Josef Newgarden’s robust shoving of Romain Grosjean into the wall in Nashville is perhaps an example that this divide may be more down to the style and aggressiveness of the driver rather than the generation they came to IndyCar in.

Dixon has to take the precedents set in recent seasons and accept the gloves are in fact off. He needs to back out of these situations when he’s on the receiving end – O’Ward said that’s what he’s done in the past – but go after the other drivers more aggressively when the ball is in his court.

You may argue racing more aggressively is not in Dixon’s MO, but he might need to, to be on an even playing field with his rivals.

Being taken out in Long Beach ended a run of Dixon finishing every lap since the 2021 Gateway race, which is a spectacular statistic and proves the way he races in wheel-to-wheel combat is just fine. This incident wasn’t really his fault either.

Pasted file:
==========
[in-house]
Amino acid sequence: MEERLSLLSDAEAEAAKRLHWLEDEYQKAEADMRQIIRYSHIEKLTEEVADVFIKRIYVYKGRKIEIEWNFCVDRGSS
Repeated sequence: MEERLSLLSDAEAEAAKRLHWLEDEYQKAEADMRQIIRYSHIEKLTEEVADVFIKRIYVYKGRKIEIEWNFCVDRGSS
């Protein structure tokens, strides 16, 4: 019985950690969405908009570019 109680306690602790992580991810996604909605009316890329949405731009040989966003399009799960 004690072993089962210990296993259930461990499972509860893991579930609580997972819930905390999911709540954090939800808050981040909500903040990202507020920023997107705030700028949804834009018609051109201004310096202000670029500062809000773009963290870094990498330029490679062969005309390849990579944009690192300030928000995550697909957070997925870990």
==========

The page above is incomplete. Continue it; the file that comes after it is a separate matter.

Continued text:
But it’s how others race him that has changed. Next time, if he puts O’Ward in the wall in a similar scenario, O’Ward will have to take it on the chin, because that’s the behaviour that has been allowed and therefore encouraged by the series.

It’s perhaps more entertaining for the spectators and, if Dixon had backed out of the throttle to let O’Ward through, people would probably be lauding one of the best overtakes of the race for O’Ward.

In the alternate scenario, we have to ask if racing on IndyCar road and street courses is being done with enough respect not just for the points on offer for every position, but for the safety of the drivers, too.